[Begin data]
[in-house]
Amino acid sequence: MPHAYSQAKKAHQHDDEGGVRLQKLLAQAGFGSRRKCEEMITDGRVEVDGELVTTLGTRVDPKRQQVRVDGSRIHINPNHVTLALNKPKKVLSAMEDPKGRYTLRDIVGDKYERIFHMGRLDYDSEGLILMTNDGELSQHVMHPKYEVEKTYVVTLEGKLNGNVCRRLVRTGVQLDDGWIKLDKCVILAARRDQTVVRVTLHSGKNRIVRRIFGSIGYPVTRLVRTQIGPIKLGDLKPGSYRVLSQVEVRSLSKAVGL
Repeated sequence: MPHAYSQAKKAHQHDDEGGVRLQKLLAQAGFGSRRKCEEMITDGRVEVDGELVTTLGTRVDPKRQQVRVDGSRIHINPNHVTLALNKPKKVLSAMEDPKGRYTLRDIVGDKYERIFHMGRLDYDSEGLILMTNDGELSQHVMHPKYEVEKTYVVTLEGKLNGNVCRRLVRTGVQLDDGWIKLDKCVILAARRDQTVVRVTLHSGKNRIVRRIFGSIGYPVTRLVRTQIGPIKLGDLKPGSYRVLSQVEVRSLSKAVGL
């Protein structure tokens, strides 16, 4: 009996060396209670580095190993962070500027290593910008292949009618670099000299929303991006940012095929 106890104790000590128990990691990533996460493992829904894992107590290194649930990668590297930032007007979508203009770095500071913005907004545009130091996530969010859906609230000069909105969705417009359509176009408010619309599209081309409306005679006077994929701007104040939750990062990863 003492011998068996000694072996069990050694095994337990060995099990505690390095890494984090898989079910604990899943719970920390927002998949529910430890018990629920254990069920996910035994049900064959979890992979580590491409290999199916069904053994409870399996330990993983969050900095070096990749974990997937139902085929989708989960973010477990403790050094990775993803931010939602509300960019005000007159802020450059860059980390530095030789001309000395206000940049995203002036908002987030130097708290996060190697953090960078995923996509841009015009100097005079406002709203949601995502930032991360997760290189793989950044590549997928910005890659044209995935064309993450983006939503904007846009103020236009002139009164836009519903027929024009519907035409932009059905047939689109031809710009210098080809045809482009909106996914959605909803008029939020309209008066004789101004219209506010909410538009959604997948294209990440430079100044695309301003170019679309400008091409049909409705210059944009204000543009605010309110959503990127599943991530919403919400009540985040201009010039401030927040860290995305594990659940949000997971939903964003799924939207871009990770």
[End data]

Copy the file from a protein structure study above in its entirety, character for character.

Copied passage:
[in-house]
Amino acid sequence: MPHAYSQAKKAHQHDDEGGVRLQKLLAQAGFGSRRKCEEMITDGRVEVDGELVTTLGTRVDPKRQQVRVDGSRIHINPNHVTLALNKPKKVLSAMEDPKGRYTLRDIVGDKYERIFHMGRLDYDSEGLILMTNDGELSQHVMHPKYEVEKTYVVTLEGKLNGNVCRRLVRTGVQLDDGWIKLDKCVILAARRDQTVVRVTLHSGKNRIVRRIFGSIGYPVTRLVRTQIGPIKLGDLKPGSYRVLSQVEVRSLSKAVGL
Repeated sequence: MPHAYSQAKKAHQHDDEGGVRLQKLLAQAGFGSRRKCEEMITDGRVEVDGELVTTLGTRVDPKRQQVRVDGSRIHINPNHVTLALNKPKKVLSAMEDPKGRYTLRDIVGDKYERIFHMGRLDYDSEGLILMTNDGELSQHVMHPKYEVEKTYVVTLEGKLNGNVCRRLVRTGVQLDDGWIKLDKCVILAARRDQTVVRVTLHSGKNRIVRRIFGSIGYPVTRLVRTQIGPIKLGDLKPGSYRVLSQVEVRSLSKAVGL
């Protein structure tokens, strides 16, 4: 009996060396209670580095190993962070500027290593910008292949009618670099000299929303991006940012095929 106890104790000590128990990691990533996460493992829904894992107590290194649930990668590297930032007007979508203009770095500071913005907004545009130091996530969010859906609230000069909105969705417009359509176009408010619309599209081309409306005679006077994929701007104040939750990062990863 003492011998068996000694072996069990050694095994337990060995099990505690390095890494984090898989079910604990899943719970920390927002998949529910430890018990629920254990069920996910035994049900064959979890992979580590491409290999199916069904053994409870399996330990993983969050900095070096990749974990997937139902085929989708989960973010477990403790050094990775993803931010939602509300960019005000007159802020450059860059980390530095030789001309000395206000940049995203002036908002987030130097708290996060190697953090960078995923996509841009015009100097005079406002709203949601995502930032991360997760290189793989950044590549997928910005890659044209995935064309993450983006939503904007846009103020236009002139009164836009519903027929024009519907035409932009059905047939689109031809710009210098080809045809482009909106996914959605909803008029939020309209008066004789101004219209506010909410538009959604997948294209990440430079100044695309301003170019679309400008091409049909409705210059944009204000543009605010309110959503990127599943991530919403919400009540985040201009010039401030927040860290995305594990659940949000997971939903964003799924939207871009990770």